After the premiere, word was out at Sundance that Goat was a must-see, so subsequent screenings attracted capacity audiences, including plenty of college age boys. FilmInk spoke to two frat brothers (names not given) who were eager to explain that frats covered a wide spectrum, and that many offered positive benefits. “Our chapter is Delta Tau Delta at Chapman Uni. They actually have a wide ethnic membership, and they happily accept gays. Delta has a strong history of being philanthropic, and raising significant money for charities. On a personal level, it means that you get to meet with people outside your own age group. You can make strong friendships, and have a supportive social group with mentoring. We’ve heard stories about other houses where there’s hazing, forced drinking, and intimidation. The thing is, frats have these long histories and traditions, and the practice is that they would generally report hazing or bad practices. If they don’t deal with it immediately, then the house is colluding and covering up and it becomes corrupted by it. That’s why most times they would out it and report it.”
Says Andrew Neel: “I hope that it starts a dialogue. This isn’t just about frats. It’s gangs, it’s organised sports…hazing transcends all socio economic and racial barriers. Men are pretty fucked up, and a lot of problems that women have are because men are fucked up. Women’s responses to the film have been like, ‘I didn’t know that you guys did that to each other. What’s your problem?’ But I don’t make films for the sake of advocacy. I make them for aesthetic reasons, but in this case, the film has a great opportunity to have an advocacy bent. I would hope that people will think more about masculinity and how it needs to be discussed and improved.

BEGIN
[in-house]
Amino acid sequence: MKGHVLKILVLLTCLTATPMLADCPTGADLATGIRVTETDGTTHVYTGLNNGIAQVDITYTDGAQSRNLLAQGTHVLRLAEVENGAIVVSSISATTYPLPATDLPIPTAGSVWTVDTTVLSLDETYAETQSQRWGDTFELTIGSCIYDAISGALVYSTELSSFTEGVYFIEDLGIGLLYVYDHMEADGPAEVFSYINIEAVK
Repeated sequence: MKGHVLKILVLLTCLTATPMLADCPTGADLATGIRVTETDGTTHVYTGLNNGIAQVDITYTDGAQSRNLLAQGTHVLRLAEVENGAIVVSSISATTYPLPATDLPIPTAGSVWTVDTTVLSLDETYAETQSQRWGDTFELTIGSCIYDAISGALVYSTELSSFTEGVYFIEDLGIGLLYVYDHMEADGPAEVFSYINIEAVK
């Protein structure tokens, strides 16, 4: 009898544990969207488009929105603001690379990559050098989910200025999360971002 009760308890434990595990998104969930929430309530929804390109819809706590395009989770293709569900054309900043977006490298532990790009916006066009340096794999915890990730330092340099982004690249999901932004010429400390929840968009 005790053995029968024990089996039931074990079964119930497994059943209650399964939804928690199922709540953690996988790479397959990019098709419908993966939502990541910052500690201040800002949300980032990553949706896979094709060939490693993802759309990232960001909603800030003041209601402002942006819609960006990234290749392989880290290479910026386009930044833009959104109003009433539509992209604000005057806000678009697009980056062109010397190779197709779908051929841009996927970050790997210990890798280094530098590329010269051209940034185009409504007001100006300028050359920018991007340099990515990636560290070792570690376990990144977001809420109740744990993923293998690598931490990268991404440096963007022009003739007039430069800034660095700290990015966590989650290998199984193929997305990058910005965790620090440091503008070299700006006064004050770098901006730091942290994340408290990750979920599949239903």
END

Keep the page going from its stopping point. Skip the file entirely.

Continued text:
Adds Nick Jonas: “It’s about raising a bunch of questions about masculinity as a whole, and about some of the violence that is in this frat culture. All of us were incredibly committed to telling the story as honestly as possible, and doing our best to raise a conversation.”
Goat will be released later this year.